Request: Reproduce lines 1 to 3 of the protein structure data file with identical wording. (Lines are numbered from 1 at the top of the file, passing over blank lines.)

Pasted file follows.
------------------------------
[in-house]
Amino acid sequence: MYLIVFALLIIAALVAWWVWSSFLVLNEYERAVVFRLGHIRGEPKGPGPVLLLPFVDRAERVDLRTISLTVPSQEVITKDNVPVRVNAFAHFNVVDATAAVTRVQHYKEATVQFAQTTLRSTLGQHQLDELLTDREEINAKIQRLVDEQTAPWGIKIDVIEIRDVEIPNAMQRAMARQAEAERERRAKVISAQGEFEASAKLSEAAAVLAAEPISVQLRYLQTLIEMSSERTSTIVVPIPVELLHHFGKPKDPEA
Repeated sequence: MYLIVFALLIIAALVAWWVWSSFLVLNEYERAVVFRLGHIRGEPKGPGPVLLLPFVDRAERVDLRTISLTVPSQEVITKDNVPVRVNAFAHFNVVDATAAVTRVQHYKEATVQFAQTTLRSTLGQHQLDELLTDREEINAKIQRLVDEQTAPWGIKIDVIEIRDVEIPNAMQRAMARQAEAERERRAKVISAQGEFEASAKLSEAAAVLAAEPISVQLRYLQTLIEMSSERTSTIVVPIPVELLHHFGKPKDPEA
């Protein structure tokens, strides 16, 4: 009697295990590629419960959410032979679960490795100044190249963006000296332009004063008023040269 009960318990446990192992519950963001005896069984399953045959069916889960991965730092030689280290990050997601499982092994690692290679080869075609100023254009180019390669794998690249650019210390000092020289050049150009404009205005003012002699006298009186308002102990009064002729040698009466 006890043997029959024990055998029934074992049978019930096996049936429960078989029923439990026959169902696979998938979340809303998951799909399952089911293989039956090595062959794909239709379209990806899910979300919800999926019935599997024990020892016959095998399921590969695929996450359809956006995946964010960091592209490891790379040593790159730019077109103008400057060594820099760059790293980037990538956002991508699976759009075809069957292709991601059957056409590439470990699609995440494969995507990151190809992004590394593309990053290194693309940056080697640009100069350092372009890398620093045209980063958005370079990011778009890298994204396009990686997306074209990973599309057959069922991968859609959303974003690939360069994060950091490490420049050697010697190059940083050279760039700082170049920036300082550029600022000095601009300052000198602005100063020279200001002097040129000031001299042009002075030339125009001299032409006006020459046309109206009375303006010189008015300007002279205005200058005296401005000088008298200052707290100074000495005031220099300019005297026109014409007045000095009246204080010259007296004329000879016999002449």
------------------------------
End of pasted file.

[in-house]
Amino acid sequence: MYLIVFALLIIAALVAWWVWSSFLVLNEYERAVVFRLGHIRGEPKGPGPVLLLPFVDRAERVDLRTISLTVPSQEVITKDNVPVRVNAFAHFNVVDATAAVTRVQHYKEATVQFAQTTLRSTLGQHQLDELLTDREEINAKIQRLVDEQTAPWGIKIDVIEIRDVEIPNAMQRAMARQAEAERERRAKVISAQGEFEASAKLSEAAAVLAAEPISVQLRYLQTLIEMSSERTSTIVVPIPVELLHHFGKPKDPEA
Repeated sequence: MYLIVFALLIIAALVAWWVWSSFLVLNEYERAVVFRLGHIRGEPKGPGPVLLLPFVDRAERVDLRTISLTVPSQEVITKDNVPVRVNAFAHFNVVDATAAVTRVQHYKEATVQFAQTTLRSTLGQHQLDELLTDREEINAKIQRLVDEQTAPWGIKIDVIEIRDVEIPNAMQRAMARQAEAERERRAKVISAQGEFEASAKLSEAAAVLAAEPISVQLRYLQTLIEMSSERTSTIVVPIPVELLHHFGKPKDPEA